We have our own choices of wine, and unless we have already tried a certain brand and variety, we like to experiment with wines from other countries or regions. We usually base our judgment on what we read on the label. We see the origin of the wine and the category of the wine – these are usual information required by government agencies. With Greek wines, however, analyzing the label can pose a bit of a challenge so most people think what they can’t understand or can’t pronounce would not taste as good.
On the contrary. There are so many different grape varieties in Greece so it may sound unfamiliar, but these grapes have been in cultivation and established since ancient times. Under the Roman Empire, Greek wine was coveted in Italy. During the medieval period, Greek wines were exported expensively through northern Europe. This article will help explain to you why – despite the unfamiliarity – Greek wines are one of the best in the world, and you just have to try it to know for sure. Every Greek meal is paired with a wine, and meal time is luxuriously enjoyed, never harried. Think Greek wedding with all the good food, good wine and the merriment and companionship that go with it.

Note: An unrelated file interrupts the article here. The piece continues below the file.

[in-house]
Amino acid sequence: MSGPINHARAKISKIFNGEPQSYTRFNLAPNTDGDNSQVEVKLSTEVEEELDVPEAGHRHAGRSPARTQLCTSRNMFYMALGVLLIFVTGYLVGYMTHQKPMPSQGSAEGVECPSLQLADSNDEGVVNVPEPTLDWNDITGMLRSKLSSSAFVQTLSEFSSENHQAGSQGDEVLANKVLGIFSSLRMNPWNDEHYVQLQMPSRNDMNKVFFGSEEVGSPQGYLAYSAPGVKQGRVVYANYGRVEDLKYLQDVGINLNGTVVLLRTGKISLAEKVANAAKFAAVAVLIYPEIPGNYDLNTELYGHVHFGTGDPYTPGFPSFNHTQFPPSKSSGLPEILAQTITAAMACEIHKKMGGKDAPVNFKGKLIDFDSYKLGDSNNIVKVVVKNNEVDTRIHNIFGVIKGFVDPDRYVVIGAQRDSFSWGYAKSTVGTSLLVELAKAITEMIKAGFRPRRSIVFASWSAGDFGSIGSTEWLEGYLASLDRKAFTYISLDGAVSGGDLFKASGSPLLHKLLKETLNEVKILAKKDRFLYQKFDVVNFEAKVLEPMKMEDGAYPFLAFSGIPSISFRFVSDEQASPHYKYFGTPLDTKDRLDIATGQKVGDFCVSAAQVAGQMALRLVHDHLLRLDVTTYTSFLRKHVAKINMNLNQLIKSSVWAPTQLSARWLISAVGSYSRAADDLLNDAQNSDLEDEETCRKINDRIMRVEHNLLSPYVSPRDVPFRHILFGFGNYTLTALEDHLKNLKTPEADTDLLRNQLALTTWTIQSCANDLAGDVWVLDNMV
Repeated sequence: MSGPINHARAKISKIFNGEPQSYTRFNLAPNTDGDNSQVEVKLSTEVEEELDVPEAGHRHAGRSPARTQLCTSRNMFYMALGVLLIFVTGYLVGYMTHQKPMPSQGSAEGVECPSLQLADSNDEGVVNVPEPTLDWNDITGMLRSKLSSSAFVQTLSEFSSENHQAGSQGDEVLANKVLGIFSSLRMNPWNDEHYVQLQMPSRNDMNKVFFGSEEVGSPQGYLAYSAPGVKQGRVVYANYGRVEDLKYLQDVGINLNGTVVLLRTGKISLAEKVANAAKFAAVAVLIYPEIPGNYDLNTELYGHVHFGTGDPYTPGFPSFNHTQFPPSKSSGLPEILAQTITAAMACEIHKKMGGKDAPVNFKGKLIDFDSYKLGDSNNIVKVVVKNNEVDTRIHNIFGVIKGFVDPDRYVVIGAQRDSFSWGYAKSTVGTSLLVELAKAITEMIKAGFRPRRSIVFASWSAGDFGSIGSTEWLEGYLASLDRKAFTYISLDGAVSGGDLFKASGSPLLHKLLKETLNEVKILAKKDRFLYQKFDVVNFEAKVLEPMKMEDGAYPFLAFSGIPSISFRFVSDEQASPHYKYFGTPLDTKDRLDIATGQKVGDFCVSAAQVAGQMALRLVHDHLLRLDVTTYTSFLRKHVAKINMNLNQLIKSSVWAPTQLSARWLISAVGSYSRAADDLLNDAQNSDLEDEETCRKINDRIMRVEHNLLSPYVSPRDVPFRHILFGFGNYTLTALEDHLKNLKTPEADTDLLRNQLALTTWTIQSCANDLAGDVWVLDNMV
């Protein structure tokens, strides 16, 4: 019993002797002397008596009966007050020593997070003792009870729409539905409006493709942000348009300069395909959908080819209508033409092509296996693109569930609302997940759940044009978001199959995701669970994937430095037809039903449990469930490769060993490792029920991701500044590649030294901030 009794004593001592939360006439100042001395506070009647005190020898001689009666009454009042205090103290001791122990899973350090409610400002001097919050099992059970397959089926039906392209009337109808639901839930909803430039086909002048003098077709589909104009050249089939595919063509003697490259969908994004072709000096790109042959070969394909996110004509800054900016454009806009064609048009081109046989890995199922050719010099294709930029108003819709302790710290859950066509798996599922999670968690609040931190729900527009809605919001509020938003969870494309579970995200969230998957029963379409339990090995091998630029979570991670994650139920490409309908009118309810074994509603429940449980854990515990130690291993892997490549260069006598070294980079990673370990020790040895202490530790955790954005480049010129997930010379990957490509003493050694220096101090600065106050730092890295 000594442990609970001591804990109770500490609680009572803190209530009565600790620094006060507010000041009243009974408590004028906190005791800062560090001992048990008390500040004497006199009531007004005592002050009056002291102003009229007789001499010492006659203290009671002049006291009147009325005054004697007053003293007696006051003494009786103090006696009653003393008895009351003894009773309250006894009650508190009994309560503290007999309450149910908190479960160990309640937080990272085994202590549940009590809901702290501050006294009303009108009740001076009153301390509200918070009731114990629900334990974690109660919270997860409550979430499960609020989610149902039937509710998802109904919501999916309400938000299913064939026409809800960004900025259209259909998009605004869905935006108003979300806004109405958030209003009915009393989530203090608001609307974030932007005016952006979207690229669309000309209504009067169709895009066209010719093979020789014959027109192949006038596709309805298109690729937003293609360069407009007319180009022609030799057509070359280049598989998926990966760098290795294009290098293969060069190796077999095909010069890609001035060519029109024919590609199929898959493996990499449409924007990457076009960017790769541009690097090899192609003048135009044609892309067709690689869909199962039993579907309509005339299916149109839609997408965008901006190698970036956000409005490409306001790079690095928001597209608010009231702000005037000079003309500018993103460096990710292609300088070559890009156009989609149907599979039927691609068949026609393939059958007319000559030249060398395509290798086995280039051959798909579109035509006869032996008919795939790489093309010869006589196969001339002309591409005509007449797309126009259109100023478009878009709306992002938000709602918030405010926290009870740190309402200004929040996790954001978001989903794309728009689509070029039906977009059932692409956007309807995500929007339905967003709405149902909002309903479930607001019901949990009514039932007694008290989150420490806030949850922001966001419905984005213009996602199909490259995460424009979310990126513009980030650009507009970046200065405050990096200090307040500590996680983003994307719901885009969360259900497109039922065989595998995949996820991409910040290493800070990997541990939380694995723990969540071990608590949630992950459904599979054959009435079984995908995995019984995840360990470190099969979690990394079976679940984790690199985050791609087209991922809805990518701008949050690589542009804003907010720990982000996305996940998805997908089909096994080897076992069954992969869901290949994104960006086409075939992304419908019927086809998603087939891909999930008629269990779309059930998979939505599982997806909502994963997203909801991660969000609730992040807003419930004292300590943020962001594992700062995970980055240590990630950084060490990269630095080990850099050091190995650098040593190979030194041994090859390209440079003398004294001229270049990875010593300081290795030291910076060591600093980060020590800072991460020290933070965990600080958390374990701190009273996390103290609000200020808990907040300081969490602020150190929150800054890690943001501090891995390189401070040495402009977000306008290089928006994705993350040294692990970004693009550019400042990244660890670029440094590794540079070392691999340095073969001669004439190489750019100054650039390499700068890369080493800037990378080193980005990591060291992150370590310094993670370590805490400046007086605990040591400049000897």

GREEK WINE CATEGORIES AND APPELLATIONS
Greece, being part of the European Union, follow the categories:
- VQPRD is the acronym for the French words for “Quality Wines Produced in a Determined Region.
- Table wines.
Under the category of Table Wines, there is a superior distinction called “Regional Wines”.
In Greece, under the category of VQPRD “Quality Wines Produced in a Determined Region” are two categories:
- Wines with Appellation of Superior Quality.
- Wines with Appellation of Controlled Origin. This category is used only for dessert wines.
The Appellation of Controlled Origin delineate the areas on the origins of the wine. It includes information on where the grapes are cultivated, method of cultivation, the variety of the grape, the maximum production yield per acre, the alcohol percentage, the vinification method the wine’s sensory characteristics.
In Greece, there are 28 Appellations. Of this number, 20 are Wines with Appellation of Superior Quality specifically for dry wines, and the remaining 8 are dessert wines that fall under Wines with Appellation of Controlled Origin.
GREEK WINE FAVORITES
In the 1930’s, better wine laws were imposed. Since that time on, the Greek wine industry has made various improvements, particularly in modernizing their production methods. To this day, Greek wines remain multi-awarded in international competitions.
Since we cannot name all different varieties of wine, we are going to narrow down the list to only the best ones, which we recommend you try:
- It is lush and velvety, with black-cherry flavors.
- It is citrusy white wines that are bone-dry.
- This is a white variety that smell like nectarines.
- This white wine smells like jasmine and is melony.
- It has blossom and tangerine scents.
- It uses pink-skinned grape varieties that produces elegant and light, crisp whites and roses.
- A red wine with firm tannins, vibrant fruit and smells like flowers and spices.